Among the many changes on campus caused by the COVID-19 pandemic, another adjustment to be made was summer orientation. While incoming students and parents usually gather in Fulton Chapel and follow their orientation leaders around campus, the class of 2024’s orientation has gone virtual this summer.
In April, the university announced in a campus-wide email that summer activities and classes would be conducted online. Orientation leaders and faculty put together a hybrid of live Zoom sessions every Wednesday and Sunday with a new group of students each day, along with a library of content on Blackboard to help incoming freshmen and transfer students prepare for the upcoming semester.
In a usual orientation session, one student orientation leader would lead a small group of 10-15 students during the two-day session, answering questions and giving guidance.
“Overall, it is definitely hard to get acclimated with campus, but we send multiple resources on a Blackboard orientation course and show them where they can access maps of campus,” said Grace Temple, a junior journalism major and orientation leader.
Incoming freshman Regina Pham said that she felt like her orientation session was informative and that she was given access to many helpful resources.
“My orientation leader showed us a powerpoint talking about the gyms, libraries (and the) student union,” Pham said. She is also in a GroupMe with her orientation group and her orientation leader where she can ask questions.
One of the most important parts of orientation is learning how to register for fall classes and meeting with an academic advisor. This summer, incoming students are meeting with their advisors individually via Zoom.
“My advisor was very welcoming and thorough,” Pham said. “He also gave me a step-by-step tutorial for how to favorite courses and add them to my schedule. As for the actual course picking, it was a bit stressful trying to maneuver the system and make sure my classes fit properly.”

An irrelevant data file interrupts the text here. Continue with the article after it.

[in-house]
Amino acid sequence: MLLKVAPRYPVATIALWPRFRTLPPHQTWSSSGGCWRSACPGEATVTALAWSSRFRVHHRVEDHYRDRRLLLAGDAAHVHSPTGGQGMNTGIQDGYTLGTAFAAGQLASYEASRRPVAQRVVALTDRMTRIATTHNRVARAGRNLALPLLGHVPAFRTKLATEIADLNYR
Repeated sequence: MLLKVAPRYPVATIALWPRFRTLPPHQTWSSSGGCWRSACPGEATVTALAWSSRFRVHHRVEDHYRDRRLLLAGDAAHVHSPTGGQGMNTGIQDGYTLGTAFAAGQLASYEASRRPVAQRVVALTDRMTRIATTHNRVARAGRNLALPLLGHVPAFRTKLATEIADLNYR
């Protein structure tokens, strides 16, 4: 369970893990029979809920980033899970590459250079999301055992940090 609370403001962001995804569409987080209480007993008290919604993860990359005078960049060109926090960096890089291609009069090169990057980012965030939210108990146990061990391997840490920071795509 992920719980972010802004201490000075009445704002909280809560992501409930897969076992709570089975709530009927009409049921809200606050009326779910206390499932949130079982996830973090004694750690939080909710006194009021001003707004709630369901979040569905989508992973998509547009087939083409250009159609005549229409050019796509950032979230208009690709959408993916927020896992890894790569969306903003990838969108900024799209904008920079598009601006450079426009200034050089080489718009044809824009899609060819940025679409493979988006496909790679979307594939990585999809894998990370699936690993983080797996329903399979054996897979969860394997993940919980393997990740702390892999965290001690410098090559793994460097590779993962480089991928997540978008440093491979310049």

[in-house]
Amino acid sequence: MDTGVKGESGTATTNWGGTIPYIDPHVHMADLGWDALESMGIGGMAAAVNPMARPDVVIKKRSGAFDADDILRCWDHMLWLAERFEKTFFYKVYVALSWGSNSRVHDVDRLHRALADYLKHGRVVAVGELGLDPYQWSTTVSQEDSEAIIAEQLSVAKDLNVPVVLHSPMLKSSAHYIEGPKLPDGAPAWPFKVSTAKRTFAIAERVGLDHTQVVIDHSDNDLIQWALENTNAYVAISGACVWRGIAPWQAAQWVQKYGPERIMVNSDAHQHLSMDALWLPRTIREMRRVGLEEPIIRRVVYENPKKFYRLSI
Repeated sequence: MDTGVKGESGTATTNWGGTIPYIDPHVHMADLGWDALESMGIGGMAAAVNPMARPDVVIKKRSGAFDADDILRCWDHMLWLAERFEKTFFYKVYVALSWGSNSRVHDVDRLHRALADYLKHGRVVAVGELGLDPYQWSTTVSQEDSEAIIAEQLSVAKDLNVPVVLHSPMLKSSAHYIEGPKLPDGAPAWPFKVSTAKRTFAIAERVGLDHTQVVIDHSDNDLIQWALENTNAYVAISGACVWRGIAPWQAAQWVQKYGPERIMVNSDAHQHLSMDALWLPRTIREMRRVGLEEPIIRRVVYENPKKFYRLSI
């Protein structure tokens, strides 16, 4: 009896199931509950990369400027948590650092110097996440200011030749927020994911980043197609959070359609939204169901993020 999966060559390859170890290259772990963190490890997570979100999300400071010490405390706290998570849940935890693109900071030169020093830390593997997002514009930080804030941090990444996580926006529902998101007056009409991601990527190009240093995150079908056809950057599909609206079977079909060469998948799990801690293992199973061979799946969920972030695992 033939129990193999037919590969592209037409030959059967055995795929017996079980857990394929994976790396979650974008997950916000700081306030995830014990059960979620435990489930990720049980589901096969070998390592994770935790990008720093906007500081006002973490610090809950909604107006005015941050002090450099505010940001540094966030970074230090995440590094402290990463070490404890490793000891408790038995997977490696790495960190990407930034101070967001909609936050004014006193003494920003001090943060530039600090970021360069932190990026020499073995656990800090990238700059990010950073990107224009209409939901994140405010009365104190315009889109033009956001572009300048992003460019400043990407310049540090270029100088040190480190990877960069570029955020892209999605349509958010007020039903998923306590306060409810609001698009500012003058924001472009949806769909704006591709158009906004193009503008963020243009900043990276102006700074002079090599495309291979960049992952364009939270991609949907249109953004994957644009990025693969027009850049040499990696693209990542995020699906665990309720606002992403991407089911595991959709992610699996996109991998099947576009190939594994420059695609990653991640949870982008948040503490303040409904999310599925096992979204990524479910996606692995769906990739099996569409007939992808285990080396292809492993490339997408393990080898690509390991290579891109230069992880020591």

Martin Fisher, the associate director of admissions for orientation, praised the work of the student orientation leaders, who are all working remotely this summer.
“Most are at home, and some are working from their apartment in Oxford. They’ve been doing an amazing job,” Fisher said. “None of them signed up for this, but have been fully committed to serving the university and its incoming class of new students.”
Fisher also said the orientation leaders are paid a stipend for their work.
As some incoming students may not have a reliable internet connection, he said the orientation team is making accommodations.
“We know that not everyone’s life situation is the same right now, and we are working to accommodate students at every step of the process,” Fisher said. “Whether that is limited access to internet or working around a student’s work schedule, we are doing everything we can to support students individually.”
Orientation is a time when many students learn how to navigate campus, and Fisher said there are plans to help new students with that in the fall at the beginning of the semester.
“There is a group of us from Orientation, the Student Union, Student Housing and Campus Recreation that are looking at ways to enhance move-in and welcome week by incorporating more orientation-like activities,” Fisher said. “We are waiting on the reopening guidelines before making final plans, but definitely want to make that time special for new students.”